Monday, 19 January 2009
Auckland City Library: Once upon a time exhibition
Once Upon a Time
Although I have a strong professional interest in public libraries - seeing them as key institutions of civil society, etc etc, I also regularly turn up at my local library, Auckland Central, as a good old fashioned punter/member.
Which is why I ended up last Saturday pouring over the glass case exhibits from Auckland City Libraries latest Special Collection exhibition, Once upon a time - an exhibition of fairy tales and fantasies for children
The exhibition is just lovely. I really enjoyed looking at some of the splendid first editions that Auckland City has of some of the great children's classics, including, Lewes Carrol, Charles Kingsly , A.A Milne et al. There is also a lovely section on the Grimm Brothers.
Going even further back I was entranced to see on display Vol 36 of 48 vols] 1786 of Le Cabinet des Flees, the original French collection of "fairy tales, from which we get the likes of Cindarella, Little Red Riding Hood, Sleeping Beauty, and Puss in Boots. The exhibition also connects these to the work of Charles Parrault who some people credit with the creation of the whole fairy tale genre.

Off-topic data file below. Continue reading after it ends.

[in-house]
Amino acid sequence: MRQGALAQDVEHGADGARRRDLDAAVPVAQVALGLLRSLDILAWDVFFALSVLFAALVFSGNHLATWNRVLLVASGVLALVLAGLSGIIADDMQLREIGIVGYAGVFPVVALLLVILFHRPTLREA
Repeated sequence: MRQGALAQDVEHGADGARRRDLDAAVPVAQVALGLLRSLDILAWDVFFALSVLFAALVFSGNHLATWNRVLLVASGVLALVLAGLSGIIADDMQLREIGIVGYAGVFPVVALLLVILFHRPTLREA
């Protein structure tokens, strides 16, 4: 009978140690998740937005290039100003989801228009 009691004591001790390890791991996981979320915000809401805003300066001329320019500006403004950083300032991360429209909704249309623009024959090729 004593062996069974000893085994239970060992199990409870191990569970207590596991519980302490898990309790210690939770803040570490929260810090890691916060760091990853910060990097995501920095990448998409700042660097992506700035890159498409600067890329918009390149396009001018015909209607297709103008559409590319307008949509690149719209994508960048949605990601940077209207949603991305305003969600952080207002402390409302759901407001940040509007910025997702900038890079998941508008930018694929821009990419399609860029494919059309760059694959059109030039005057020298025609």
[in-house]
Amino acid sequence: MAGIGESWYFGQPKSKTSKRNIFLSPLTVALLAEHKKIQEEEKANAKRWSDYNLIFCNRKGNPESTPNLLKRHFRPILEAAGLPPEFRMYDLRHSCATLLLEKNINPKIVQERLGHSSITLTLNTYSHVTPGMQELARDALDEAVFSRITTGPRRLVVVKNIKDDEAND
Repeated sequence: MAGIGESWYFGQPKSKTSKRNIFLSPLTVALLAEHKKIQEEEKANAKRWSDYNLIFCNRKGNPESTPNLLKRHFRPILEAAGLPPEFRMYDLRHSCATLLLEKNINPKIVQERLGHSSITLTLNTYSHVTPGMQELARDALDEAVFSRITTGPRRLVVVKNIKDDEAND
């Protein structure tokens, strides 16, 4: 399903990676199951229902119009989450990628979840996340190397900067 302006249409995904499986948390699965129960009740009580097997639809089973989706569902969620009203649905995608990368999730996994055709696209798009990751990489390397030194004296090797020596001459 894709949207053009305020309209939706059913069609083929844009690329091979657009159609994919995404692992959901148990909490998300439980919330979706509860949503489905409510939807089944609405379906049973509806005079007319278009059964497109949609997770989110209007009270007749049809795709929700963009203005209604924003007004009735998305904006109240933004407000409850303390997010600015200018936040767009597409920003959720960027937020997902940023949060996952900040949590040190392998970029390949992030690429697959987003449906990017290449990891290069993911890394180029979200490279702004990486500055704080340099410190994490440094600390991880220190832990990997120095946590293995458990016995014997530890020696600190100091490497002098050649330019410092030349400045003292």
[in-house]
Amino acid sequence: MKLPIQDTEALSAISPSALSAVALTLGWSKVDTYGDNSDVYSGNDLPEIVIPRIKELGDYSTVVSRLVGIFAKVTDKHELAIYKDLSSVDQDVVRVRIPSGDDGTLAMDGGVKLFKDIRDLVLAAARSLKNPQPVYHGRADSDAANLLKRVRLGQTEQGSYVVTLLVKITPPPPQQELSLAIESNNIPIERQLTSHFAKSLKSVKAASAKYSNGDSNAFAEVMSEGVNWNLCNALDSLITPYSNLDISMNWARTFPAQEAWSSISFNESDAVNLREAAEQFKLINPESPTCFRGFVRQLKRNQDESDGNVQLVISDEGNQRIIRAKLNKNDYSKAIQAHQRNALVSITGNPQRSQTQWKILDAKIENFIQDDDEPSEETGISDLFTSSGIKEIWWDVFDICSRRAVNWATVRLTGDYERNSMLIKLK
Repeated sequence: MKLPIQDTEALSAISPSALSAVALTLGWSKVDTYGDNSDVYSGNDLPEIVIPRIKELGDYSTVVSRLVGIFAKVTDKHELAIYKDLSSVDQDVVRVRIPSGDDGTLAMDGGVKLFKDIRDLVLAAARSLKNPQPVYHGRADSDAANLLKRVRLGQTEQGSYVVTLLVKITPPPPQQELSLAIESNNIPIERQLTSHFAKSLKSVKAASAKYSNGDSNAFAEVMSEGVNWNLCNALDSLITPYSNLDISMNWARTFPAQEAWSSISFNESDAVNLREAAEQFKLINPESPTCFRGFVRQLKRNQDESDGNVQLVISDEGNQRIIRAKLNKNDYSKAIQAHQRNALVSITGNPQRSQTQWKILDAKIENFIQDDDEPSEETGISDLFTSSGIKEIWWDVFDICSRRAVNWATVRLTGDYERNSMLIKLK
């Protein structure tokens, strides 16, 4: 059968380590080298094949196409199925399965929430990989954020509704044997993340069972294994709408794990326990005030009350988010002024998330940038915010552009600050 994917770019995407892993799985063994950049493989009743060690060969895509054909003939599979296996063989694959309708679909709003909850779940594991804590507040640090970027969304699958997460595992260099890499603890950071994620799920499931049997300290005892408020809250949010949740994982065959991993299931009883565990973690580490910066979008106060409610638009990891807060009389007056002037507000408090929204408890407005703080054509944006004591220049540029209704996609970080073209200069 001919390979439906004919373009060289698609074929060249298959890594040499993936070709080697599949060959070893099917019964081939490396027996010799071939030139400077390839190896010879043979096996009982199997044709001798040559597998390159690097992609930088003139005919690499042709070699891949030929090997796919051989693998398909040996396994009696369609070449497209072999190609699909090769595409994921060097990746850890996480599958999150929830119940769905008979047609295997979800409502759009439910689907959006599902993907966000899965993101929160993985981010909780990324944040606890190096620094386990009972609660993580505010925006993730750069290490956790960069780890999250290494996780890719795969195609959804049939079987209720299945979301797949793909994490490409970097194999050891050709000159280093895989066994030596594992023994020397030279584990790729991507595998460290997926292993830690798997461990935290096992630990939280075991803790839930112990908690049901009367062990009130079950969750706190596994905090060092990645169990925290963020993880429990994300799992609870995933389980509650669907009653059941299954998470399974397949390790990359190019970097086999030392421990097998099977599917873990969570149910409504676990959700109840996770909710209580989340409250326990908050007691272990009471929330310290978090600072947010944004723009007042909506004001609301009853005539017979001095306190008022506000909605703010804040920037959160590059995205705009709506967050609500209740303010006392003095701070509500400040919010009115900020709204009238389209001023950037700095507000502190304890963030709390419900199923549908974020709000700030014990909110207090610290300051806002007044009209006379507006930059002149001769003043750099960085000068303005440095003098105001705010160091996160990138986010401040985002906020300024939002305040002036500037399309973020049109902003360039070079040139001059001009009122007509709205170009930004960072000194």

There are also some lovely examples of the great illustrators, including Richard Doyle, Edmund Dulac, Ernest Sheperd, and of course Beatrice Potter herself. On the latter they have an original Jemina Puddleduck. The colours still look fresh and vibrant.
In short totally worth going to see if you can get to Auckland.
I would have liked to have seen a bigger effort to get to "kids eye level" - "lower down" cases - or display cabinets at small person height - feels a pity that the kids have to be picked up to be able to see the books. I'd also have liked to see some signage - integration, or whatever with the children's area down on the ground floor.
As for the web integration - well lets just say I was disappointed not to be able to find a parallel virtual exhibition with ongoing links to some of the other great heritage resources online around this subject. I haven't checked, but I suspect the likes of Lewis Carrol, Beatrice Potter and the Grimm Brothers have a very large web presence.
For sure, there will be good reasons for this - but , as I say , I was disappointed to not find anything.
As for the exhibition itself - total big ups - I thought it was lovely. Thanks!